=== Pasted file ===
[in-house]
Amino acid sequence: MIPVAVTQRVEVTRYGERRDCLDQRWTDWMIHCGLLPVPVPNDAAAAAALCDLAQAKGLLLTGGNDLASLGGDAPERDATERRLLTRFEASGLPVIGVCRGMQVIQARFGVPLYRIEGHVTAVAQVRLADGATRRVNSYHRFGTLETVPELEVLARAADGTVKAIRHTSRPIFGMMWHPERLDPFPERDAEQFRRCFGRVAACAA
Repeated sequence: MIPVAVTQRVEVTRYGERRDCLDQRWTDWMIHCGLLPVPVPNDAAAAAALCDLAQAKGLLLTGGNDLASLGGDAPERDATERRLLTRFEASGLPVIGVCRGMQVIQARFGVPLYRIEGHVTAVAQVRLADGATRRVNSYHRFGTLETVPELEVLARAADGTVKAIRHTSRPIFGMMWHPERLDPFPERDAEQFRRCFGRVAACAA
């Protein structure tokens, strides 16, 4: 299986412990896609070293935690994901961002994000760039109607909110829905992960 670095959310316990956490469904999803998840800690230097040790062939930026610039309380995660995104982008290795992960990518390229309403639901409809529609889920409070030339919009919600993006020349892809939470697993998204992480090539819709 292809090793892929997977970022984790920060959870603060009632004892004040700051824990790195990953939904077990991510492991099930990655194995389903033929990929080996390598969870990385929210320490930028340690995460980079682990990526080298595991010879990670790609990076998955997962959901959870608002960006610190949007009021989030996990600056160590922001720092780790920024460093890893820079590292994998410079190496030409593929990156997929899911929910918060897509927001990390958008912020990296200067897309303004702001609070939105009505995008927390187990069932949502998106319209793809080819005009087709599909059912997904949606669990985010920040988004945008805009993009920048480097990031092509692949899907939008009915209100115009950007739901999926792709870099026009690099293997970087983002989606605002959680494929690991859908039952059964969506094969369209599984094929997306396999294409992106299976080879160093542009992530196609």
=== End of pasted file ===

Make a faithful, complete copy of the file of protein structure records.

[in-house]
Amino acid sequence: MIPVAVTQRVEVTRYGERRDCLDQRWTDWMIHCGLLPVPVPNDAAAAAALCDLAQAKGLLLTGGNDLASLGGDAPERDATERRLLTRFEASGLPVIGVCRGMQVIQARFGVPLYRIEGHVTAVAQVRLADGATRRVNSYHRFGTLETVPELEVLARAADGTVKAIRHTSRPIFGMMWHPERLDPFPERDAEQFRRCFGRVAACAA
Repeated sequence: MIPVAVTQRVEVTRYGERRDCLDQRWTDWMIHCGLLPVPVPNDAAAAAALCDLAQAKGLLLTGGNDLASLGGDAPERDATERRLLTRFEASGLPVIGVCRGMQVIQARFGVPLYRIEGHVTAVAQVRLADGATRRVNSYHRFGTLETVPELEVLARAADGTVKAIRHTSRPIFGMMWHPERLDPFPERDAEQFRRCFGRVAACAA
């Protein structure tokens, strides 16, 4: 299986412990896609070293935690994901961002994000760039109607909110829905992960 670095959310316990956490469904999803998840800690230097040790062939930026610039309380995660995104982008290795992960990518390229309403639901409809529609889920409070030339919009919600993006020349892809939470697993998204992480090539819709 292809090793892929997977970022984790920060959870603060009632004892004040700051824990790195990953939904077990991510492991099930990655194995389903033929990929080996390598969870990385929210320490930028340690995460980079682990990526080298595991010879990670790609990076998955997962959901959870608002960006610190949007009021989030996990600056160590922001720092780790920024460093890893820079590292994998410079190496030409593929990156997929899911929910918060897509927001990390958008912020990296200067897309303004702001609070939105009505995008927390187990069932949502998106319209793809080819005009087709599909059912997904949606669990985010920040988004945008805009993009920048480097990031092509692949899907939008009915209100115009950007739901999926792709870099026009690099293997970087983002989606605002959680494929690991859908039952059964969506094969369209599984094929997306396999294409992106299976080879160093542009992530196609």